Keeping the debate simple, says Flaccavento, plays right into the coal companies’ hands. It allows people to say they are pro-coal without ever having to ask what that means. “[B]ut I ask, exactly what part of ‘coal’ are they ‘pro’? It’s not the miners,” he says, noting that they fought safety regulations that would protect miners from black lung. “It’s not the miners’ families… It’s not the children of miners, because they ignore the reality that coal jobs have been declining for years.”
This isn’t unique to the coal battles. “[L]anguage always matters,” says Bill Estep, a reporter for The Lexington Herald Leader, whose primary job is to cover the Appalachian southern and eastern part of Kentucky. “Think of the abortion debate, and how pro-life sounds more positive than anti-abortion, while on the other side pro-choice sounds better than pro-abortion.” He warns that this level of reduction can lead to tangible harm. It robs the debate of its complexity. “Pro-coal and anti-coal are terms that can be used to pigeon-hole people, and they sometimes don’t fully capture what people really are. The best example may be that being against mountaintop mining doesn’t necessarily mean someone is against coal, for instance (though of course many people who oppose surface mining also would like to see coal replaced with other forms of energy).”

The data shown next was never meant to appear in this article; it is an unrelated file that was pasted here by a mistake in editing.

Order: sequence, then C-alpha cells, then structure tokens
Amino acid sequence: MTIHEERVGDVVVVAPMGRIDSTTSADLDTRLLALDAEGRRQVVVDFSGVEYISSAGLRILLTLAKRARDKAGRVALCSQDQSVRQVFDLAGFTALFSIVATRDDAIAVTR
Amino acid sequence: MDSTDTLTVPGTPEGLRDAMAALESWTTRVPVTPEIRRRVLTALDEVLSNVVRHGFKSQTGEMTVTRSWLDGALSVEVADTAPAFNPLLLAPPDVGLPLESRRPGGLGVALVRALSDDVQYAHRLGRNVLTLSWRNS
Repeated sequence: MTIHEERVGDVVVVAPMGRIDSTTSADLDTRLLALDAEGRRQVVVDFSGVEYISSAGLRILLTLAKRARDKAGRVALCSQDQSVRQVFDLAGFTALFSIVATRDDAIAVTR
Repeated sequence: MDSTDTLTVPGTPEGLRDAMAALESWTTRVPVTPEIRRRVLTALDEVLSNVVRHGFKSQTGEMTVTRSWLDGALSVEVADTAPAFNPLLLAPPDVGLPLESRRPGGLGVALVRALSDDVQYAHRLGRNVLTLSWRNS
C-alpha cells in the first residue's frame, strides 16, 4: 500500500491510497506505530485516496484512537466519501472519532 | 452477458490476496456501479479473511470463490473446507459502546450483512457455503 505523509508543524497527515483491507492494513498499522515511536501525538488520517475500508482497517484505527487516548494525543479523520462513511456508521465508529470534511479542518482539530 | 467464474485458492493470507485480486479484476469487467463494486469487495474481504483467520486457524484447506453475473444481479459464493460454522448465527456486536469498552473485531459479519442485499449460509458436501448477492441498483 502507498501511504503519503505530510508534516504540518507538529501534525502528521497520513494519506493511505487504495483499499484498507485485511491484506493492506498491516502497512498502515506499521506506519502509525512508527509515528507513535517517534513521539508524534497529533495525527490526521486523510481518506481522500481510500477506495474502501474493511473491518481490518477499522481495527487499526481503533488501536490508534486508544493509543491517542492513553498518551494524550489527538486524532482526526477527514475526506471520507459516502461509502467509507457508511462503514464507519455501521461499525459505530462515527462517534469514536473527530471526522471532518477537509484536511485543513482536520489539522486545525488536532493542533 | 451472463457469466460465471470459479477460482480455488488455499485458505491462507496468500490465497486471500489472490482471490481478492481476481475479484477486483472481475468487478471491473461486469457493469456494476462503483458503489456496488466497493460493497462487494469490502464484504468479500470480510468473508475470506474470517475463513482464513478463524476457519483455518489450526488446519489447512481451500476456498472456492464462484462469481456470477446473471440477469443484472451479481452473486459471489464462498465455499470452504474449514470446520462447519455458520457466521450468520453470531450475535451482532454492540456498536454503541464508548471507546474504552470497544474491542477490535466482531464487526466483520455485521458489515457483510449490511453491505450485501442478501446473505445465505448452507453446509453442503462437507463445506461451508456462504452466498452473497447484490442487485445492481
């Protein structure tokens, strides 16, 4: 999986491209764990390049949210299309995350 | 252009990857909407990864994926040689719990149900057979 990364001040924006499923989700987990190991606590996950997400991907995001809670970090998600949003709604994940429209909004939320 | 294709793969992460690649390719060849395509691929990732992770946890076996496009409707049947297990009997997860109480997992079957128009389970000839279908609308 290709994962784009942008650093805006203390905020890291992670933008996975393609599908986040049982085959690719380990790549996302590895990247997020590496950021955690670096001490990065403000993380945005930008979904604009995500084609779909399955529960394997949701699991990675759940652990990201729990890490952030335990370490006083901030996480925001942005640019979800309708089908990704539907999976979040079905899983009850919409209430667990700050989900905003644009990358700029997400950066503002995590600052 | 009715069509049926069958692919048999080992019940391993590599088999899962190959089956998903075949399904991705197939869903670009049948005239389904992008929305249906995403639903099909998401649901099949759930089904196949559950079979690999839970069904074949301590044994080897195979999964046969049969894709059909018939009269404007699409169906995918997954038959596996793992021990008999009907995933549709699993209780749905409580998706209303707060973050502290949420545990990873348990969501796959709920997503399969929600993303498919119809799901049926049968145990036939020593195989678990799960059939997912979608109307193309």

Who benefits from simplifying the conversation? Creating a dichotomy—pro-coal and anti-coal—encourages people to pick teams. When that happens, people stop listening to anyone on the opposing side. If acknowledging reality is political, then people who don’t share those politics feel free not to do it.
Brendan Smith, the Canadian fisherman, urges people to reject false choices. “If you give me a choice,” he says, “I’ll always choose my job. If it’s between the health of the earth and my job, I’ll choose my job. Even if it’s at the expense of my own health, I’ll always choose my job. It’s not about turning fishermen into environmentalists. It’s a completely false choice.” He also urges people to ignore the pacifying words from dying industries. “[In Canada,] there is still cod if you know where to look for it. But that’s like saying ‘There’s sixty more years of coal’. It’s not something you base an economy off of.”
Again, the question isn’t “Do we choose to move away from coal?” It’s, “Now that the coal is gone, what do we do now?”
Poor Get Poorer: Dangers of Transition
“Many people see the decline of coal as a tremendous tragedy,” says Bill Estep of The Lexington Herald Leader. “But it is also a tremendous opportunity. Coal sucked all the air out of the room. We always thought it would come back, but now we can finally focus on other things.”